All in all, our results showed that during the growth of the ALL REH or the B-ALL SUP-B15 cell lines, MSC begin a senescent process probably mediated by p53 or p16 and ROS production with a subsequent arrest in the G2/M phase of the cell cycle (REH cells). Direct cell-to-cell contact between MSC and REH cells seems to be the main mechanisms responsible for these changes, probably as a result of efficient delivery of cytokines. In fact, a high expression of specific adhesion molecules was observed in MSC and REH cells in the LN. Importantly, NF-κB activation was observed in MSC in the LN, a signalling pathway that has been linked to high VCAM-1 expression and chemotherapy resistance. Intriguingly, MSC stemness functions were also affected in this LN. Some of the here observed changes have been reported also in MSC from different leukemic patients. We propose our in vitro system as a bone fide LN model useful for the elucidation of the different mechanisms involved in BM niche damages produced by the leukemic cell growth, affecting HSC functions and supporting preferentially leukemic cells. This model can also provide relevant information about cellular targets that could block leukemic cell growth or resistance to chemotherapy.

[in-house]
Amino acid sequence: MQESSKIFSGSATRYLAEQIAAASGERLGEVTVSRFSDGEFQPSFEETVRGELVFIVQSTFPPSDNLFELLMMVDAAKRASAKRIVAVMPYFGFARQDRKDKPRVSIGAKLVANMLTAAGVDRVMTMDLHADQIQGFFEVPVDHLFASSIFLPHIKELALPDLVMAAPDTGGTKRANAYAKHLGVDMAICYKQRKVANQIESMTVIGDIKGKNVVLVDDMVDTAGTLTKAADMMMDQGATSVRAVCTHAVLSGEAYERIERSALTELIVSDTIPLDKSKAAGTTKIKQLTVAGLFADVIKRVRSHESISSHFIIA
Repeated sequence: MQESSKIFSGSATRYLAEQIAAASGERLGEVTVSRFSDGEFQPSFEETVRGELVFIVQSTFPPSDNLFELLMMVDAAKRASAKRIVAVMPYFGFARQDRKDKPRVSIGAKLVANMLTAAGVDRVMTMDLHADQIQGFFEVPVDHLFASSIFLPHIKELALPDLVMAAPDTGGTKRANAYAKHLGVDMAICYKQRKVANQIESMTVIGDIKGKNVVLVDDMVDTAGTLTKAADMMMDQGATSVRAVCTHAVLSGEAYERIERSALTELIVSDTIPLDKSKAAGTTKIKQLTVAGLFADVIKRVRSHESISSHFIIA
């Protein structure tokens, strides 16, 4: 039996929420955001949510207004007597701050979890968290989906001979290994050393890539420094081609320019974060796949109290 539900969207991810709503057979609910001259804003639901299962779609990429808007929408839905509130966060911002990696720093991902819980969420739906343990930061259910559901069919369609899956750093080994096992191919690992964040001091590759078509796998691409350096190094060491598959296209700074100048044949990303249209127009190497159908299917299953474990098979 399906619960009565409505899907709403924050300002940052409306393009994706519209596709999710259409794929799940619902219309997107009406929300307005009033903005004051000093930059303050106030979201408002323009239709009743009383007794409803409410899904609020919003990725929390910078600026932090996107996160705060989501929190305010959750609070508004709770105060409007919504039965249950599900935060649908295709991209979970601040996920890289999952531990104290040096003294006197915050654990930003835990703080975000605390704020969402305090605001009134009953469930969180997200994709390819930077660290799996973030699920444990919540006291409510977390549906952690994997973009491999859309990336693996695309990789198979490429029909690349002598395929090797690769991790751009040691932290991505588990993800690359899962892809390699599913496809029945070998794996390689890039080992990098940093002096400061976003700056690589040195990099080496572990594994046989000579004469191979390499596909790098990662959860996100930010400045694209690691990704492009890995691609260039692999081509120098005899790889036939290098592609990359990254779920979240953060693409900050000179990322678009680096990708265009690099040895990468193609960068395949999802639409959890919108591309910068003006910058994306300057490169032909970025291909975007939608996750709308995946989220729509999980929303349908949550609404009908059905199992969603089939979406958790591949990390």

5. Conclusions

In this in vitro system, leukemic cells induced important modifications in MSC including the induction of a senescence process and impaired multipotent differentiation capacity. Cell-to-cell contact and soluble factors are responsible for the observed changes. In spite of this process taking place, REH cells proliferate more and have augmented directed migration towards SDF-1. This in vitro LN could be useful for studying the molecular and cellular mechanisms responsible for these effects and for exploring novel therapeutic targets.

Data Availability

The data used to support the findings of this study are available from the corresponding author upon request.